Monday, April 10, 2017

What if implicit order is more fundamental than explicit order?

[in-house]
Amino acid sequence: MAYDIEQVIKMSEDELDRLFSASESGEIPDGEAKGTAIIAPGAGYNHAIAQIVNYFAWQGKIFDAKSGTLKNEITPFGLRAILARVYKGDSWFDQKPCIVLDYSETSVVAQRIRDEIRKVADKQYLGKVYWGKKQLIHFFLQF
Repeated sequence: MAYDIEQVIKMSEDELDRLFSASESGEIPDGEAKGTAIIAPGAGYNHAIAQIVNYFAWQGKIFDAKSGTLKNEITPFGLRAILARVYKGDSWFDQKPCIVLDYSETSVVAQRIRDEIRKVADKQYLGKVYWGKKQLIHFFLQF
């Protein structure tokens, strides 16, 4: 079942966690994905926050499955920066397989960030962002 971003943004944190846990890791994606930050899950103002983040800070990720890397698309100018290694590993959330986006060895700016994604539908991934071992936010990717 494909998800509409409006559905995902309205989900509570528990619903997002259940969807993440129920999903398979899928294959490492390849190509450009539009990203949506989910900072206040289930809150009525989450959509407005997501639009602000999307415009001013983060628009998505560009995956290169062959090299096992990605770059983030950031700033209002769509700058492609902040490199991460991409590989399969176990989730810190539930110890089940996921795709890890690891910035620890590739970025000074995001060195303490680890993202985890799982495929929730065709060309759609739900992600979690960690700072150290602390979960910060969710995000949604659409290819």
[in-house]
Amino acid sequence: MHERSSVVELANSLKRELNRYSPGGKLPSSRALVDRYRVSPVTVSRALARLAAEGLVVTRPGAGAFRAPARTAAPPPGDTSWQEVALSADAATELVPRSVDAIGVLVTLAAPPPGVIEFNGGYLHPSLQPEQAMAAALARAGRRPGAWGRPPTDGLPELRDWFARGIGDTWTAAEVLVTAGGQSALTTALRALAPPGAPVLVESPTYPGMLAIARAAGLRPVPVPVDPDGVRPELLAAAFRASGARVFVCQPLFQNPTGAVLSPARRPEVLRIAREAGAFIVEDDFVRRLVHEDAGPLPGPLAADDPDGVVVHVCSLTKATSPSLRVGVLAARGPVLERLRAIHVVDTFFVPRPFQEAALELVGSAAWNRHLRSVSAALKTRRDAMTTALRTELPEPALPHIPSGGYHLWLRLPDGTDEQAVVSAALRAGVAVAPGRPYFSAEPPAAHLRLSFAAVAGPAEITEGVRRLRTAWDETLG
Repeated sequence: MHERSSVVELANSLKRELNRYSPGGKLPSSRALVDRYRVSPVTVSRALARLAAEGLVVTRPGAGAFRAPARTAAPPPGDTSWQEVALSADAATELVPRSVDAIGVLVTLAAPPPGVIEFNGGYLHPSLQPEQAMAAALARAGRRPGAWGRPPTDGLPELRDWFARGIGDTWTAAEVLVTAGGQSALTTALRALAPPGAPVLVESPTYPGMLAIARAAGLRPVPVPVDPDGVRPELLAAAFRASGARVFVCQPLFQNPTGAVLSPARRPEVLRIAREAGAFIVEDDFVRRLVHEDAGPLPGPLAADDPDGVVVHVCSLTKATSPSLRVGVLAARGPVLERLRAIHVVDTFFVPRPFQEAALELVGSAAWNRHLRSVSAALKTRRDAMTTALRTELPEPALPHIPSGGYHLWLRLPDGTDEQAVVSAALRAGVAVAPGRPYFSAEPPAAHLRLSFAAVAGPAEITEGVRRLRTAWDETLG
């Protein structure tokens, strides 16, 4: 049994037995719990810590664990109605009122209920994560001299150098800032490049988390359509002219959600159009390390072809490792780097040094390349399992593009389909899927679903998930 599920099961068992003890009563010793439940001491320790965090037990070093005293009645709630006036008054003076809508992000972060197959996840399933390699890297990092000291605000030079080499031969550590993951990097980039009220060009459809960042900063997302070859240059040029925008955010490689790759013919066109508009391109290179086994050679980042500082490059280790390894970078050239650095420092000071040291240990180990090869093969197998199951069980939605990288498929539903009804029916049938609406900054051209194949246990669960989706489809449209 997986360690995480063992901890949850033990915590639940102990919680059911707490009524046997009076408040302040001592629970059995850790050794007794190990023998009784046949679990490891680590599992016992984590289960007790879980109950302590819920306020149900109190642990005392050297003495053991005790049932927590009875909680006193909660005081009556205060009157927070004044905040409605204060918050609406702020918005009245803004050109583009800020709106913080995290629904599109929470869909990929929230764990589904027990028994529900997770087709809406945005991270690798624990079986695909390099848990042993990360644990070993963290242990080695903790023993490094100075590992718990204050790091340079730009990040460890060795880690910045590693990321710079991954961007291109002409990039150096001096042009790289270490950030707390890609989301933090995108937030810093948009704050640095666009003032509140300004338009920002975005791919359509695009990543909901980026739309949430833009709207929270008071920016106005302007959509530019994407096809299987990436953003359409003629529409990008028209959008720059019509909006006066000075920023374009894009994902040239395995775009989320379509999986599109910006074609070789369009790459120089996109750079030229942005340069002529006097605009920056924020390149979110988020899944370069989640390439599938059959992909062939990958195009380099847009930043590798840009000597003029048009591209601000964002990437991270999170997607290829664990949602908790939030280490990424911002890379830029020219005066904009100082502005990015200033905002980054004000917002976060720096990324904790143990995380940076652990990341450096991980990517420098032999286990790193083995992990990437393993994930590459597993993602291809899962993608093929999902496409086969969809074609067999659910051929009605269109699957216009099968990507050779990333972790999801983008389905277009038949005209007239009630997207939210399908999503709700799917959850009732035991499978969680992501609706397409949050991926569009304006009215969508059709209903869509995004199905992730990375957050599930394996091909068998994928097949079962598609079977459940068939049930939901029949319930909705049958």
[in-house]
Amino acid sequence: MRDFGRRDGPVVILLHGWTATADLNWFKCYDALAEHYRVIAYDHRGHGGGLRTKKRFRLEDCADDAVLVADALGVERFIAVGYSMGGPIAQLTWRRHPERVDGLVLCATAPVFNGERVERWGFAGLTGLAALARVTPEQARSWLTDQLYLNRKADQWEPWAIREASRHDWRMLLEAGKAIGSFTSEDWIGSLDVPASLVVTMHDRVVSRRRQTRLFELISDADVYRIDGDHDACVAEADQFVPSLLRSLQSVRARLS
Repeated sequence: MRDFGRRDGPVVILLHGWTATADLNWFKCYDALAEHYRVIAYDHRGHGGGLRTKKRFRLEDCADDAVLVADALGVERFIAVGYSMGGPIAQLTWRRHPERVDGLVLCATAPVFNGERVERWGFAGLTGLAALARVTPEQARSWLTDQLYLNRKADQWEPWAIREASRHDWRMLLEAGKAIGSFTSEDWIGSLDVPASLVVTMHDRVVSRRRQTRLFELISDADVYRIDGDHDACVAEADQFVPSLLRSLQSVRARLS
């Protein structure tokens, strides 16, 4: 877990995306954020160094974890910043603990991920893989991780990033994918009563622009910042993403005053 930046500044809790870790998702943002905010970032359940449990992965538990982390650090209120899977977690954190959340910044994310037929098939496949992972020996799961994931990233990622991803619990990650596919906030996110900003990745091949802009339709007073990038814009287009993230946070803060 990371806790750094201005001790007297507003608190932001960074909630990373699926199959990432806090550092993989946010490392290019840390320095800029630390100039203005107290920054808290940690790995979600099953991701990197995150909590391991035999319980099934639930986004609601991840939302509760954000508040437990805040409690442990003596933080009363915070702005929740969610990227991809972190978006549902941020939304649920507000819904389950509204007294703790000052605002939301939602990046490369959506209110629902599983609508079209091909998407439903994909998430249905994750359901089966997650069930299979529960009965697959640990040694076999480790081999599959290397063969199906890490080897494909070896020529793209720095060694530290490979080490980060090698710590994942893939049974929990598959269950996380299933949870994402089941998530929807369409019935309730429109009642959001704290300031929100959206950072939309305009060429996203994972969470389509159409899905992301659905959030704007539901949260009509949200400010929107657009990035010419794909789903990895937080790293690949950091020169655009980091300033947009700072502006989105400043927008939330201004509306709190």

We all carry some notion of order in our everyday life. For example, when our room is in a mess, we say that it is disorderly. Alternately, if the dinner table is arranged properly with the plates, spoons, glasses, we say, things are in order. When we refer to order (or disorder) we are mostly referring to only one type of order – explicit order – order perceived through our senses. There is another type of order which is called implicit order. When we see a seed sprouting, we assume that the tree-ness – with all its characteristics of the shape, color, size - was implicit in the seed. Otherwise, how would it know what kind of a tree it should turn into? That information about tree-ness which is embedded in the seed is an example of the implicit order. Sprouting of the seed is an example of how an explicit order (the tree) comes out of the implicit order inside the seed. When the tree bears a fruit containing a seed, the explicit order gets transformed into an implicit order. So in nature, things are going back and forth between implicit and explicit order. Traditionally, science has assumed that explicit order is more fundamental than implicit order. But what if implicit order is more fundamental? That is what we will explore in this article.